• Getting ready for our school Christmas program and getting to wear my Mom’s red lipstick. I felt absolutely beautiful.
  • Going to Midnight Mass with my family and resting my head on my Mom’s shoulder as we sang Silent Night together.
  • The year my mom died, we went to Midnight Mass, came home to eat chili and open presents. This year when we woke up Christmas morning, we discovered we all had new gifts under the tree. I still don’t know where all these gifts came from but they were an extra special boost to three kids spirits that year.
  • As a young adult, singing Silent Night with my friends and co-workers before we left our neighborhood bar and headed home for the holiday. Because of the memories I have about this song, Silent Night always makes me cry.
  • Remembering that first Christmas with family and friends after moving far from home. That first Christmas back home taught me the true meaning of Christmas joy.

As Christmas draws near, set aside a little extra time to be with those you love. When I look at my list of remembered things, I don’t see any gifts mentioned. All those special memories revolve around time spent with people–people I’d give anything to have the chance to spend time with today.

As some of us still search for that perfect gift, stop all the rushing. Pack away your phone and give those you love those extra moments of your undivided attention.

That is the gift that will be remembered–always–and most likely get better with age.

“When we recall Christmas past, we usually find that the simplest things – not the great occasions – give off the greatest glow of happiness.” 

Bob Hope

I am…

B…simply being…



Our Trees

“There are rich counsels in the trees.”
― Herbert P. Horne

As I kid, I escaped to the trees in our front yard—they were my trees.

My trees were an important a part of my life. They never asked questions or criticized what I said or thought. They provided one of my safest hiding places, they were my protectors, supporting me when I needed a place to go.

The last time I drove by my old house, those two trees were gone. I knew there would be changes in the old neighborhood, I wasn’t ready for such visual evidence of all the years that had passed since I’d been there. I sighed and cried.

Yes, those crabapple trees were messy. I’m sure those who lived in our old house after we left hated them as much as my dad did. Every year I’d hear him swear under his breath as he shook his head, telling me he was going to cut them down next year. He was tired of dealing with those little slippery crab apples that covered the front yard and sidewalk for the majority of the summer and fall.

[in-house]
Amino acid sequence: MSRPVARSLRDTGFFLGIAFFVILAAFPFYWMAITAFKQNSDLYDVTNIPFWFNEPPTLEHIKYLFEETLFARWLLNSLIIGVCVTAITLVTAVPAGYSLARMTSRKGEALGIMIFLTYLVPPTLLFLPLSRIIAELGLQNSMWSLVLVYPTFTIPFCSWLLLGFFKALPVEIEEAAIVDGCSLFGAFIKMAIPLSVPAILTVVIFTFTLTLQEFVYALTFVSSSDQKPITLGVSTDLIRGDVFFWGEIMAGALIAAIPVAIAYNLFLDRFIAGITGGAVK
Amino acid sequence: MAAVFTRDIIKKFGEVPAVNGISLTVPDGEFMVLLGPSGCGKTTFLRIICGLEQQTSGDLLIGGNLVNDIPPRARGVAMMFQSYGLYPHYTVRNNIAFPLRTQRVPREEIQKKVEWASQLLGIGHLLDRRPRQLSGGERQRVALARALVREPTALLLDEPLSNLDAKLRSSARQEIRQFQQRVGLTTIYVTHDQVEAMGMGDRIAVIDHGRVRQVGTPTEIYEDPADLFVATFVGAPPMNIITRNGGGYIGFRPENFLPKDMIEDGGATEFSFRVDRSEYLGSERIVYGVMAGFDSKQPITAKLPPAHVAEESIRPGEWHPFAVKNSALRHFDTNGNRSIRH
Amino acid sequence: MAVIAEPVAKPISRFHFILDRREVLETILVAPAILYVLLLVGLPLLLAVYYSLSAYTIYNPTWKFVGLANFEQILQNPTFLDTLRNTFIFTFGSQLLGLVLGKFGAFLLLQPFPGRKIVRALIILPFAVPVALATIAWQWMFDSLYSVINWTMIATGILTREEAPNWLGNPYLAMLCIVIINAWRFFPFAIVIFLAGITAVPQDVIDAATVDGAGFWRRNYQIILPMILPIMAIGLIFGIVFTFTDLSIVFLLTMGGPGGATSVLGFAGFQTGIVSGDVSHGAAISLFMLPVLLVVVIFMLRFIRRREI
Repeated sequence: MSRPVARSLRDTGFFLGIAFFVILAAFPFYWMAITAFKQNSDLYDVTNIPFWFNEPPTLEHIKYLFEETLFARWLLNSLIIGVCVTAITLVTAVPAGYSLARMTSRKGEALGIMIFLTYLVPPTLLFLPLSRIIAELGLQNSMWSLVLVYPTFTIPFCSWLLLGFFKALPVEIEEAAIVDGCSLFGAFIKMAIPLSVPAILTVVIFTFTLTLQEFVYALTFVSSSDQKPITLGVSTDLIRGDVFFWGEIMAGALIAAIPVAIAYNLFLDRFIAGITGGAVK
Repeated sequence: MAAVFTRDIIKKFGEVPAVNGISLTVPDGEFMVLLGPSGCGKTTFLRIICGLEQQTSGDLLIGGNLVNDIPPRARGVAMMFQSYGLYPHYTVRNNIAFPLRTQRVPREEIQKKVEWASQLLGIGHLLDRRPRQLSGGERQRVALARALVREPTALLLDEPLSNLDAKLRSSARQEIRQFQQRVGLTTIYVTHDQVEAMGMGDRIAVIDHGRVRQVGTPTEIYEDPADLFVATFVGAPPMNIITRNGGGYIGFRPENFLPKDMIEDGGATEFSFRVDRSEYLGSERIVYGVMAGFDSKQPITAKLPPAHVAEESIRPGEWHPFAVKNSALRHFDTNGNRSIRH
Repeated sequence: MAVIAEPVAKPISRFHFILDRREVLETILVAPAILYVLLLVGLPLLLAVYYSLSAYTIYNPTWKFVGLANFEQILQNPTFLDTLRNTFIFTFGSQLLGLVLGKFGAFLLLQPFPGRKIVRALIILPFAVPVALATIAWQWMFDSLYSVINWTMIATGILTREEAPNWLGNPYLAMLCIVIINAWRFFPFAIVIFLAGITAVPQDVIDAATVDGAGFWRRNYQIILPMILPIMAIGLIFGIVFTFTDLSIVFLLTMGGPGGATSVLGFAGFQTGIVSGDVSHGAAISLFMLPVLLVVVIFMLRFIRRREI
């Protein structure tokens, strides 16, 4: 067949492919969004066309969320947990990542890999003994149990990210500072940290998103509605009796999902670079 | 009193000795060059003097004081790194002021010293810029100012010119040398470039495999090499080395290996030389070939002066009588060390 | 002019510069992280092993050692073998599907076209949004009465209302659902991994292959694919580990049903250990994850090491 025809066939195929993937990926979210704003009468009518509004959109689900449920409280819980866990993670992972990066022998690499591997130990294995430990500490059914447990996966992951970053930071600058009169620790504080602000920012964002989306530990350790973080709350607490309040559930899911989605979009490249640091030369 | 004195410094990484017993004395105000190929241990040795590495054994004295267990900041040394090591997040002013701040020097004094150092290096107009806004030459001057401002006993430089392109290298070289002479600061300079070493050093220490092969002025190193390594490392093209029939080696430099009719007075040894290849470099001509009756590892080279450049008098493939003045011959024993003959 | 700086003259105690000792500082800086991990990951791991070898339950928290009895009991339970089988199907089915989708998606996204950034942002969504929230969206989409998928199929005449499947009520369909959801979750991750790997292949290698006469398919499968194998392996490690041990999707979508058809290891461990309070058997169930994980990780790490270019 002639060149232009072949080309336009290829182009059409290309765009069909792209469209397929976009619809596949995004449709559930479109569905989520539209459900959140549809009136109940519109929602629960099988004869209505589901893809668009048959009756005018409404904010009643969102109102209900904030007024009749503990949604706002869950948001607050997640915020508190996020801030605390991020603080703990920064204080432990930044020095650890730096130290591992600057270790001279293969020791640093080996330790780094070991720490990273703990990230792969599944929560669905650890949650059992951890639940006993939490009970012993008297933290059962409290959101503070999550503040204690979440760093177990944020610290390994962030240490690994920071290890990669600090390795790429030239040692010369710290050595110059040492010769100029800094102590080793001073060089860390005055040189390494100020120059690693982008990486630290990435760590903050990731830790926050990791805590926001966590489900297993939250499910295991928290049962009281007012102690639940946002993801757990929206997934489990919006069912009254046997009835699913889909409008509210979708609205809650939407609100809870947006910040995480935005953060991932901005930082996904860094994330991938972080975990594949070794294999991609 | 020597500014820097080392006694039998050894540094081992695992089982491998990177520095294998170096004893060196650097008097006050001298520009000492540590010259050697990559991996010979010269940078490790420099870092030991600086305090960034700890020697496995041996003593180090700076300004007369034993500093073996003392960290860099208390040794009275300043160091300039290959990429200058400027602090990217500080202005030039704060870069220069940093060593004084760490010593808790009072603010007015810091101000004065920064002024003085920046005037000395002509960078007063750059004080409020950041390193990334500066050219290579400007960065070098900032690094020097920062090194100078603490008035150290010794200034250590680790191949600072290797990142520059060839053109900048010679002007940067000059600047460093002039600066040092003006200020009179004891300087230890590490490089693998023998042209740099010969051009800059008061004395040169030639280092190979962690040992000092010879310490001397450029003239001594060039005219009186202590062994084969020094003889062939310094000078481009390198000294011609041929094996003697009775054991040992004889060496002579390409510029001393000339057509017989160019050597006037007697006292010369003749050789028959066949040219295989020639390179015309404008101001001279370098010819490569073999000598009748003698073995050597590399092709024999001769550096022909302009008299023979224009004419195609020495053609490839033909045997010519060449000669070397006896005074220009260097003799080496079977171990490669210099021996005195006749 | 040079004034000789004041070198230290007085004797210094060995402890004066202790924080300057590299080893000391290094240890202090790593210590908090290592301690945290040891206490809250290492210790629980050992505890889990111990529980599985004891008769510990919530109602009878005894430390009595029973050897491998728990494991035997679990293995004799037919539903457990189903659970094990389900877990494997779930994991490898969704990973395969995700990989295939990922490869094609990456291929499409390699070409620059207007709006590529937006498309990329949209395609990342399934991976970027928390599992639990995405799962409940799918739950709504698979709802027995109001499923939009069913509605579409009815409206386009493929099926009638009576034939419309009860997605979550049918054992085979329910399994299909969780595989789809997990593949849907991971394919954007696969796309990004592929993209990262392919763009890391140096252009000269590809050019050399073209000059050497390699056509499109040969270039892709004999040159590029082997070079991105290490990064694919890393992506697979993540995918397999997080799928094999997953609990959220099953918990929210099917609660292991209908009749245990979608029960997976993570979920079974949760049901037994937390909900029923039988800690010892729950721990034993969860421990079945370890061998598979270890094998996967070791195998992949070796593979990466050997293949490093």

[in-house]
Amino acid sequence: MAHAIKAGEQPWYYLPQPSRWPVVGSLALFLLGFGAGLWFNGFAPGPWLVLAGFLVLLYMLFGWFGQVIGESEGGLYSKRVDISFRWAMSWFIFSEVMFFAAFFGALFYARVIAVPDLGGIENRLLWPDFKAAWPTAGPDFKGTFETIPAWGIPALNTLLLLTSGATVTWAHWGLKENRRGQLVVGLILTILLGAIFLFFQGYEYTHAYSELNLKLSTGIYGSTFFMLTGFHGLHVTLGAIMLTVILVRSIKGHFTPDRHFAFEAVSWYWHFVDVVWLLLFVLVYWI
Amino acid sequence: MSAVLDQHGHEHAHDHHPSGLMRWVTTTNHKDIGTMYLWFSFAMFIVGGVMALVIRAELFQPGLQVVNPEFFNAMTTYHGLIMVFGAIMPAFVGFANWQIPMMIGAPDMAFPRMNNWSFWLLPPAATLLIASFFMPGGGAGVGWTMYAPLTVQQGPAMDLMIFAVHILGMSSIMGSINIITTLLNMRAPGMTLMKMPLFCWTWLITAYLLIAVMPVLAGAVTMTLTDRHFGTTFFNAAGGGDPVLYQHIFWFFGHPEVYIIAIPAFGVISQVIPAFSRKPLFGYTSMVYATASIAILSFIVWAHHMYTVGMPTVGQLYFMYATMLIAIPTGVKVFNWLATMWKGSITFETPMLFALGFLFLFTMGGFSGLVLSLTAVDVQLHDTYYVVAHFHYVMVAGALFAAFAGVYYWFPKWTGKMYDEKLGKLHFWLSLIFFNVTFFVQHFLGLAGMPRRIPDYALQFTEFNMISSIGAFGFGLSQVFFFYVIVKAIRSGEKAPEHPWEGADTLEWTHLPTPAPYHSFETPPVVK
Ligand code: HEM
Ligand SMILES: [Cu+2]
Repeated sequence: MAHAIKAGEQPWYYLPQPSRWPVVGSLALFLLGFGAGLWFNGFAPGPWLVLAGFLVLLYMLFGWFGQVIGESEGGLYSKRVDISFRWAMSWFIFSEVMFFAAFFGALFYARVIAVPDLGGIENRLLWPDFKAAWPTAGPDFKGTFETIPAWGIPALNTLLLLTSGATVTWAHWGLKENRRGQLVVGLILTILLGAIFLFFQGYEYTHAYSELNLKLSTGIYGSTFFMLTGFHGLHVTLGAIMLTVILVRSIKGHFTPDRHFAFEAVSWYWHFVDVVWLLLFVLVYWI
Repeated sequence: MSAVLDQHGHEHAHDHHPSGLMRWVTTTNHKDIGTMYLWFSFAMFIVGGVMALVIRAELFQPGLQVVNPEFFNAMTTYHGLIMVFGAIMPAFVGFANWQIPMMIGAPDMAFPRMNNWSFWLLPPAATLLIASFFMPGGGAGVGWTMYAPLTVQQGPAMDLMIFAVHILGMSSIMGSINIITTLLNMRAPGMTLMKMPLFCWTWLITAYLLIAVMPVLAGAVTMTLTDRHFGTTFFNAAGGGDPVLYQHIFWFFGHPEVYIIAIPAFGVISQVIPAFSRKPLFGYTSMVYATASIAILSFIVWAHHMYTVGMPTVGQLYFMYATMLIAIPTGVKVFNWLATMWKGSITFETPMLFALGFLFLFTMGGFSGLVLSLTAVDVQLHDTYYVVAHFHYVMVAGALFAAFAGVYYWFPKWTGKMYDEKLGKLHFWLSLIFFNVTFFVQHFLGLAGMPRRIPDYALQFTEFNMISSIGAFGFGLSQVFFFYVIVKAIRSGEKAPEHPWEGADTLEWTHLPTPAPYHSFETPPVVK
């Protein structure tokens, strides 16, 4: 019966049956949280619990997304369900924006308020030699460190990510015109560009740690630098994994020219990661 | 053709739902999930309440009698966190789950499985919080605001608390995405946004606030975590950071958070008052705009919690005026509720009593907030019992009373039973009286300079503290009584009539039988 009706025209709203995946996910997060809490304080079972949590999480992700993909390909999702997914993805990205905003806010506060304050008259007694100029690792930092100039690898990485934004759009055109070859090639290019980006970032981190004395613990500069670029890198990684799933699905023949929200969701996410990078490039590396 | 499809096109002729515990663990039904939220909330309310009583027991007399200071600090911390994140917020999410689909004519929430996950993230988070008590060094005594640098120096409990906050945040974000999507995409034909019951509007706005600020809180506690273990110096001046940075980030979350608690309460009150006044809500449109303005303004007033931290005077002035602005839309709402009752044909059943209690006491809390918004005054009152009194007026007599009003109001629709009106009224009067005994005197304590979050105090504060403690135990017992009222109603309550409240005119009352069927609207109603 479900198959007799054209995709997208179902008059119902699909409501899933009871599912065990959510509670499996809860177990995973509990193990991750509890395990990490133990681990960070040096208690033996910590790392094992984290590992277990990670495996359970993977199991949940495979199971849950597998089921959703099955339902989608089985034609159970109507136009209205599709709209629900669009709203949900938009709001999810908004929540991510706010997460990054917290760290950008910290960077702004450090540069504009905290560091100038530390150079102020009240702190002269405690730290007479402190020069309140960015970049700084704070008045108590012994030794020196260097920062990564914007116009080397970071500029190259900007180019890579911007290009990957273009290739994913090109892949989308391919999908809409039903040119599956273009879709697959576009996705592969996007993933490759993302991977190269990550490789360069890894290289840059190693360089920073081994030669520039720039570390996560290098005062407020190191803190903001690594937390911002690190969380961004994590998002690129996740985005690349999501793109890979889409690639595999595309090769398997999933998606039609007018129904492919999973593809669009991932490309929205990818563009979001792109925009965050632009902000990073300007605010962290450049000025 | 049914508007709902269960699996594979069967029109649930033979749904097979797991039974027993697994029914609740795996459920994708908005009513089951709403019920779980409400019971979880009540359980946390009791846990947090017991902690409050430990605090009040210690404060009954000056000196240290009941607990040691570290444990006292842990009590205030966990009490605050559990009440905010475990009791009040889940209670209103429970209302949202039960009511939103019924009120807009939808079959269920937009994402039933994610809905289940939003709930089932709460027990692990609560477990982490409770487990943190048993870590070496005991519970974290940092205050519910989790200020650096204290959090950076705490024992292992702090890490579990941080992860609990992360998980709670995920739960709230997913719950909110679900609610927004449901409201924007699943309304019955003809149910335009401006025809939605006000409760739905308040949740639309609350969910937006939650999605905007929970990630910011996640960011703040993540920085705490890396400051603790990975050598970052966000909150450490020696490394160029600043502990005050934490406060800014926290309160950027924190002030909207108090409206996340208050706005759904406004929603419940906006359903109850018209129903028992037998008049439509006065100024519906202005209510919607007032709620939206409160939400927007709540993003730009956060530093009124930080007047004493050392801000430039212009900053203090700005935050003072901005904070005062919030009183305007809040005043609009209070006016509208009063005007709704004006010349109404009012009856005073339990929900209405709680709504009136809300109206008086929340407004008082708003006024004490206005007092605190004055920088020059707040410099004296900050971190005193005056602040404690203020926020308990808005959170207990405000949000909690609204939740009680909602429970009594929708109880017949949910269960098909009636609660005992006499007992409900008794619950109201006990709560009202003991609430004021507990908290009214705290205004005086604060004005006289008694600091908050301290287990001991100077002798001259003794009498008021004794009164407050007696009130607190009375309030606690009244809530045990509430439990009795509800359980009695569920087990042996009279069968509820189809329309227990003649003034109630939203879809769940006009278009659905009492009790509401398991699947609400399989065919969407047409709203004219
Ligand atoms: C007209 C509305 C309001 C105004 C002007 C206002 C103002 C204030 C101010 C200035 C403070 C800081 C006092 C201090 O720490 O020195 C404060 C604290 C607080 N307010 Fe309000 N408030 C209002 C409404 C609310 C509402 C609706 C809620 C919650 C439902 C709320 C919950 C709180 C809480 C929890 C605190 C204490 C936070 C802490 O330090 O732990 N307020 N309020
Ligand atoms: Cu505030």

As I’ve aged, my love for trees has grown. We planted new trees at our house in Colorado living there long enough to see them become large, healthy trees. Moving to Texas has given me the gift of the oak trees. I’ve fallen in love with them. Now, Michael and I have oak trees to nurture–the centerpieces of the lot we just added to our property. The lot has been cleared and we are now attending to the trees. On Monday, we will have an arborist help us trim and clean up these amazing trees. I cannot wait to see how beautiful they will be after some knowledgeable care and attention.

Last weekend we spent a few hours cleaning up the yard. When it was time to call it a day, we each opened a cold one, pulled up a couple of lawn chairs, and sat under the canopy of our trees. For both of us, it was about as close to heaven on earth we’d ever experienced–sitting side-by-side–sheltered under our trees as the wind gently whispered through their weathered boughs.

“Listen to the trees as they sway in the wind.
Their leaves are telling secrets. Their bark sings songs of olden days as it grows around the trunks. And their roots give names to all things.
Their language has been lost.
But not the gestures.”
― Vera Nazarian, The Perpetual Calendar of Inspiration

I am…

B…simply being…

God bless and have a wonderful weekend.


Worth a Thousand Words

“Snow is…a beautiful reminder of life and all its quirks. It makes me pause. Think. Stay still. Even my mind takes the hint. It makes me feel giddy. Like a kid. I bring my hot cocoa to the window and simply sit and reminisce…It brings me back to days of school cancellations and snow igloos and King of the Mountain games in my childhood neighborhood…That for this one moment in time, I’m not an adult with all the headaches that can accompany that responsibility, but instead, I’m still the girl in pigtails with the handmade hat and mittens, just waiting to build her next snowman.”
― R.B. O’Brien

Do you ever stumble upon an old picture and find yourself transported back to that very spot?

The picture I found today has extra transporting powers because it has so much to share about so many things from this time in my life–the happy days of my childhood.

What a gift to have the time to actually study some of these old photos. In this picture, Gram is holding my cousin, Johnny and my sister, Beth. I am in the immediate foreground of the picture–a position I hold by way of declaring it be so, I am sure. My ear to ear grin tells me I was thrilled to be seated close to the woman I adored.

It appears Mom had been busy with those home perm kits–both Beth and I have some pretty sassy looking curls.

As I gaze, my senses come alive with memories.